Student of the Week continues to be fun. I’m finding it’s a great way to build academic pride and classroom culture. It’s also a great way to delegate classroom responsibilities so I can focus on teaching.
One of the best features of Student of the Week is that the current SoW chooses the next. It’s not the teacher but rather a peer who chooses you. We’ve even constructed a funny “Peaceful Transfer of Power” ceremony every Friday where the Burger King crown is passed on to the lucky winner.
The crown is silly, yes, but because I make the SoW wear it in class, it becomes a badge of pride (even for seniors!). When you walk into my classroom, you know who’s the leader. It’s even possible that the crown promotes student engagement. Grades are one thing, the crown is another.
The Student of the Week also helps me delegate leadership in the classroom. Nobody wants the teacher to be the only person in charge. I’m figuring out ways to incorporate the SoW into classroom activities. So far, the SoW keeps time, sometimes passes out handouts, monitors student bathroom breaks, and watches for signs of the next SoW. Next steps might be to announce the agenda and the homework and perhaps even to do unofficial attendance. It would be nice if the responsibilities became more significant. The best classrooms are ones that manage themselves, and with the SoW, you have shared leadership that changes weekly that’s based on criteria of excellence.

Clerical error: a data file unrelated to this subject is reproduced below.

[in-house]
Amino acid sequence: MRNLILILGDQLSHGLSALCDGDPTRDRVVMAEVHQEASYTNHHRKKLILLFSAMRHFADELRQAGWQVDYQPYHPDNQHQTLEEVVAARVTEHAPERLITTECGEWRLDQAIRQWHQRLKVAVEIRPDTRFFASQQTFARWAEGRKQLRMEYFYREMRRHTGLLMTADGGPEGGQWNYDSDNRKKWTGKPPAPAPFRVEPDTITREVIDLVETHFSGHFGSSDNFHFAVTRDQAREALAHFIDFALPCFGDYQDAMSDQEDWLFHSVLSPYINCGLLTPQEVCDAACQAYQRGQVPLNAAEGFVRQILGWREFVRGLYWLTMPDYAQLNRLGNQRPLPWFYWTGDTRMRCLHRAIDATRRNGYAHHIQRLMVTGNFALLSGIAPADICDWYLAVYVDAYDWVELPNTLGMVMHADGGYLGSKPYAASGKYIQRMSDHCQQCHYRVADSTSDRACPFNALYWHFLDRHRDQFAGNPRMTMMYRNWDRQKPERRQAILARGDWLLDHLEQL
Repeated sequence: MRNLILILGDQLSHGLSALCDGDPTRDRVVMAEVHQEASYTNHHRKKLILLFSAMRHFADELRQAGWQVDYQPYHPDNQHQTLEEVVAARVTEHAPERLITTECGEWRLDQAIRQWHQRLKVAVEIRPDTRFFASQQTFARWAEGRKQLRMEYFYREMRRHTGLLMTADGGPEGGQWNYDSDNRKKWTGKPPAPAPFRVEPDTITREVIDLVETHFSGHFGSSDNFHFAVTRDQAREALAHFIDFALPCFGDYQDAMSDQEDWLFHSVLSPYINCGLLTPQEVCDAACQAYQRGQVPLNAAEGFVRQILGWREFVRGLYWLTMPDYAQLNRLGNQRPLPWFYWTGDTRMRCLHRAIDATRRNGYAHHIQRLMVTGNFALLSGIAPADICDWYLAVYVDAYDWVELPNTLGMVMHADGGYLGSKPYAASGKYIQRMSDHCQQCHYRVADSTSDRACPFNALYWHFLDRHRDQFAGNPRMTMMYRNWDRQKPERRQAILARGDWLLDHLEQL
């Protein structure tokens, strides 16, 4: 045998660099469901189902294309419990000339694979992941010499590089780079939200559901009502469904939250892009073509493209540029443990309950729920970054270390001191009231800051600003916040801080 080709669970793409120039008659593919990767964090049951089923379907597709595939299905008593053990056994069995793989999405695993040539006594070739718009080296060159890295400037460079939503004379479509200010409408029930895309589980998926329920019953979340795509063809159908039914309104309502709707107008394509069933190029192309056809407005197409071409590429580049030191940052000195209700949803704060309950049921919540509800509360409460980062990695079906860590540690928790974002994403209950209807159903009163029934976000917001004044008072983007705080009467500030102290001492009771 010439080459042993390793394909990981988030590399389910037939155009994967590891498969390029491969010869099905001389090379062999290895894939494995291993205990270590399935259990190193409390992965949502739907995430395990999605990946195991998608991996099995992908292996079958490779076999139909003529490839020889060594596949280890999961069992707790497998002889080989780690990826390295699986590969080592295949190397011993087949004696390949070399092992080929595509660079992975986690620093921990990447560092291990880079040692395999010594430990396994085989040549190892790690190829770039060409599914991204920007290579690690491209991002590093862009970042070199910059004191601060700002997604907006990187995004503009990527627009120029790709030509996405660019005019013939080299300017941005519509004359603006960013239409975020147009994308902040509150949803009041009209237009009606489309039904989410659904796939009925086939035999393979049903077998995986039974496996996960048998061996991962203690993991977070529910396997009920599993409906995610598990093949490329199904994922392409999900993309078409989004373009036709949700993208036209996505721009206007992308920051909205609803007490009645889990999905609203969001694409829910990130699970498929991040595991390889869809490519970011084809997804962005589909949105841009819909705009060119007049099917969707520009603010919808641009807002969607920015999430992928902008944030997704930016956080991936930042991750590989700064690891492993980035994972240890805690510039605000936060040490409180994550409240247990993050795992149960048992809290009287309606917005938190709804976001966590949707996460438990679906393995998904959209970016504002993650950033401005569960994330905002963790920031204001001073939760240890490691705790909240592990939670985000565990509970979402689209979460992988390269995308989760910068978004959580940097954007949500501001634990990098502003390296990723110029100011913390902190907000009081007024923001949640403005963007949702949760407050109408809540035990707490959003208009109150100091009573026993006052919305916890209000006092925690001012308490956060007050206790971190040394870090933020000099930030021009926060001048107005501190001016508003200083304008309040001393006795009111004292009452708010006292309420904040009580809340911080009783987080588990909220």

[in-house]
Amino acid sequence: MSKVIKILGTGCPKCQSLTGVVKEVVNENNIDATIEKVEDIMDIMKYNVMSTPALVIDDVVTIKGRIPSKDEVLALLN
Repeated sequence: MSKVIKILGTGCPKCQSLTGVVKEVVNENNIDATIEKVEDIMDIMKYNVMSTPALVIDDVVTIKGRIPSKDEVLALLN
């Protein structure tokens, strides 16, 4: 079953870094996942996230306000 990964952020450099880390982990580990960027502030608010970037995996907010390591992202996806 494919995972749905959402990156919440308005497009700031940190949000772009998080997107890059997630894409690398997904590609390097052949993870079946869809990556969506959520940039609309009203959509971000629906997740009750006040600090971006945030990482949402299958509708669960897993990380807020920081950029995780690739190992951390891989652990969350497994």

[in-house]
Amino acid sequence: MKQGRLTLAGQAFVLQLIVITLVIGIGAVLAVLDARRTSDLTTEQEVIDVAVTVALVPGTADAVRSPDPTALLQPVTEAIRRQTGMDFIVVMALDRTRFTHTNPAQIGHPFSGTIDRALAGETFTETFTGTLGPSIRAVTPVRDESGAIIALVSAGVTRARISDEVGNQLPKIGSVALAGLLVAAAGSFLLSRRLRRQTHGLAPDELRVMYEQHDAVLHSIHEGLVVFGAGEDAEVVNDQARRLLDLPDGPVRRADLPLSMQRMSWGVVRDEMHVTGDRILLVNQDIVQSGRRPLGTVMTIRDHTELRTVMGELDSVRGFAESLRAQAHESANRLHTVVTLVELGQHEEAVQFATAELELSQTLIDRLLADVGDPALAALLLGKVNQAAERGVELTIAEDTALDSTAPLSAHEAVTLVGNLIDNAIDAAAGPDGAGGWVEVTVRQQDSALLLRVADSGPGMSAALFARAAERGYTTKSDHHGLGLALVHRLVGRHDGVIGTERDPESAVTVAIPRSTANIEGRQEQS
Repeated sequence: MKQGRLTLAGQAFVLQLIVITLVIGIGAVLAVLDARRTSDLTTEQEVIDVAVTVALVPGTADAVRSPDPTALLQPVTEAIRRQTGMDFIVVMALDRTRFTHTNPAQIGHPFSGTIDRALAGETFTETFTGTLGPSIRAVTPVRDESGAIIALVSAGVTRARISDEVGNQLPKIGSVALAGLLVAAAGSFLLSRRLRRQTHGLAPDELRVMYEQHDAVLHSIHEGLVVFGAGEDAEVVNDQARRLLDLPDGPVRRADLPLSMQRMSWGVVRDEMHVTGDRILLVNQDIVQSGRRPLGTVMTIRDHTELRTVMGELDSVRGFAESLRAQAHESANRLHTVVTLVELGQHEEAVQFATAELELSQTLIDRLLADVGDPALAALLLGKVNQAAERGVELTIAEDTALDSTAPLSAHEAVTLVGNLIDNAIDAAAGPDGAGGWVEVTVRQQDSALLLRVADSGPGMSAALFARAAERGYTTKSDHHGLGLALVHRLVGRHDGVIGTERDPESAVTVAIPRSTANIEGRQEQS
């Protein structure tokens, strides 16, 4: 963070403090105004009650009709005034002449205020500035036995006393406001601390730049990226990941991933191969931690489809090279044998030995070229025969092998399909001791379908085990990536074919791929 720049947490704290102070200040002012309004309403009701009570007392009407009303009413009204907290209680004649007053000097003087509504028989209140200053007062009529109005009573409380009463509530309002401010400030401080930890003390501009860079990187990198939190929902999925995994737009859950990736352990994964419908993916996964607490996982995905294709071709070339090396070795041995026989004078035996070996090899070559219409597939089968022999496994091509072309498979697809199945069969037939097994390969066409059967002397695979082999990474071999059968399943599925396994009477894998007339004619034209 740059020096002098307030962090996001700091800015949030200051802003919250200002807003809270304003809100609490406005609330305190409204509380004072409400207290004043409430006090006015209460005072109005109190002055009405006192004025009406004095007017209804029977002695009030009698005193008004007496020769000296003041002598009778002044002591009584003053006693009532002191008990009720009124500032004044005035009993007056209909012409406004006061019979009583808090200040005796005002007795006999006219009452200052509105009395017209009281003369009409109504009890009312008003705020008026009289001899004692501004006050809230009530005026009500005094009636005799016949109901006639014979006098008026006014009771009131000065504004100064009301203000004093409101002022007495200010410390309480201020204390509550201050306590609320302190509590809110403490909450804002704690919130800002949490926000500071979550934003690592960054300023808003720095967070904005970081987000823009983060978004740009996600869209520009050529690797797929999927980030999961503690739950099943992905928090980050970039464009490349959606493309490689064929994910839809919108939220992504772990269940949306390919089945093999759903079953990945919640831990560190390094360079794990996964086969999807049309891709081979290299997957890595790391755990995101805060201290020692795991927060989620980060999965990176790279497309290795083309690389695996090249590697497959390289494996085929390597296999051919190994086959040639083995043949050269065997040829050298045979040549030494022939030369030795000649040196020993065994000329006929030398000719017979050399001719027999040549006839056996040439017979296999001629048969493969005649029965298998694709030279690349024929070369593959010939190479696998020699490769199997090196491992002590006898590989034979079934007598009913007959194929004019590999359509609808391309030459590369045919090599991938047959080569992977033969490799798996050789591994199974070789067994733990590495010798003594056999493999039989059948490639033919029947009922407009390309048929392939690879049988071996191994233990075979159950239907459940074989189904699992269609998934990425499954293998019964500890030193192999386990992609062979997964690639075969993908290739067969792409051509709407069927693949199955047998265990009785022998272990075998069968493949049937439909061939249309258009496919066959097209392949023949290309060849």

Then there’s one more thing: All SoWs must post something on iseroma.com, my classroom website, about their tenure. Here’s an example from Esteffany, SoW #1.
Next Steps for SoW: How often a student can repeat as SoW? Can you win twice in a row? Twice in a quarter? Our class hasn’t talked about this question, but I think it’s understood that the point is to identify growth and to spread the award around. Still, I am hopeful that students will see that it’s possible that one student will win more often than others, and that it’s not a guarantee that you’ll earn the award. I don’t like fake awards (even if they’re silly).